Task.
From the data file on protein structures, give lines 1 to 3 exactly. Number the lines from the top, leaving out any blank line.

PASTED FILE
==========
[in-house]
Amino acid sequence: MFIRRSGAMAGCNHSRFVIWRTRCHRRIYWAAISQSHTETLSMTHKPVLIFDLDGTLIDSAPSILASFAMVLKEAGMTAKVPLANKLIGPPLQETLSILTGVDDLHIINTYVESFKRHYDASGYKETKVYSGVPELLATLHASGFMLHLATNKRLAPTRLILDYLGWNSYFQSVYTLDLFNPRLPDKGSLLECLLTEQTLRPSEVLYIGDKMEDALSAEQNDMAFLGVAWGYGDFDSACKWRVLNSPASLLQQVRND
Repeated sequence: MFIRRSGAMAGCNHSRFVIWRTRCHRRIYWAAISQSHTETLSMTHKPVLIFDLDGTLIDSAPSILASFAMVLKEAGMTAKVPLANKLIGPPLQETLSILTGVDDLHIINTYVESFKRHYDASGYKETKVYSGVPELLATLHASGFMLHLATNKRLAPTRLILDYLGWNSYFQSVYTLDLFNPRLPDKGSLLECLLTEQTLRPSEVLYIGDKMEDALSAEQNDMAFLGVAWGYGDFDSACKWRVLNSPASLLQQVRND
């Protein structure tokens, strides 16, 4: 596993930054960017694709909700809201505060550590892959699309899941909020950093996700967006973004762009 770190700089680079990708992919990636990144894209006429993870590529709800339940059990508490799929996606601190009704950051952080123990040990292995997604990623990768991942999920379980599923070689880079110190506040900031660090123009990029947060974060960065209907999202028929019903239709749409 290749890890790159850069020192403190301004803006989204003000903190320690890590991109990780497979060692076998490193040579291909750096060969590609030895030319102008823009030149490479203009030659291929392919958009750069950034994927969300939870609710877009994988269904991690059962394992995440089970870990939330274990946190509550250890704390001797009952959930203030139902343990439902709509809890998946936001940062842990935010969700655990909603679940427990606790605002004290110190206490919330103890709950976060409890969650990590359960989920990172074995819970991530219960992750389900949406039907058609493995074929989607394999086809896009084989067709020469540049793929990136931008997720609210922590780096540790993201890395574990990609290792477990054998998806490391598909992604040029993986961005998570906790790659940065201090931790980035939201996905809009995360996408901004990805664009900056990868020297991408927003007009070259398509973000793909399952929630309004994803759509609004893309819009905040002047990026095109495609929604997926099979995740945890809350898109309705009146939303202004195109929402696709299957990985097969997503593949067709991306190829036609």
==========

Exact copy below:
[in-house]
Amino acid sequence: MFIRRSGAMAGCNHSRFVIWRTRCHRRIYWAAISQSHTETLSMTHKPVLIFDLDGTLIDSAPSILASFAMVLKEAGMTAKVPLANKLIGPPLQETLSILTGVDDLHIINTYVESFKRHYDASGYKETKVYSGVPELLATLHASGFMLHLATNKRLAPTRLILDYLGWNSYFQSVYTLDLFNPRLPDKGSLLECLLTEQTLRPSEVLYIGDKMEDALSAEQNDMAFLGVAWGYGDFDSACKWRVLNSPASLLQQVRND
Repeated sequence: MFIRRSGAMAGCNHSRFVIWRTRCHRRIYWAAISQSHTETLSMTHKPVLIFDLDGTLIDSAPSILASFAMVLKEAGMTAKVPLANKLIGPPLQETLSILTGVDDLHIINTYVESFKRHYDASGYKETKVYSGVPELLATLHASGFMLHLATNKRLAPTRLILDYLGWNSYFQSVYTLDLFNPRLPDKGSLLECLLTEQTLRPSEVLYIGDKMEDALSAEQNDMAFLGVAWGYGDFDSACKWRVLNSPASLLQQVRND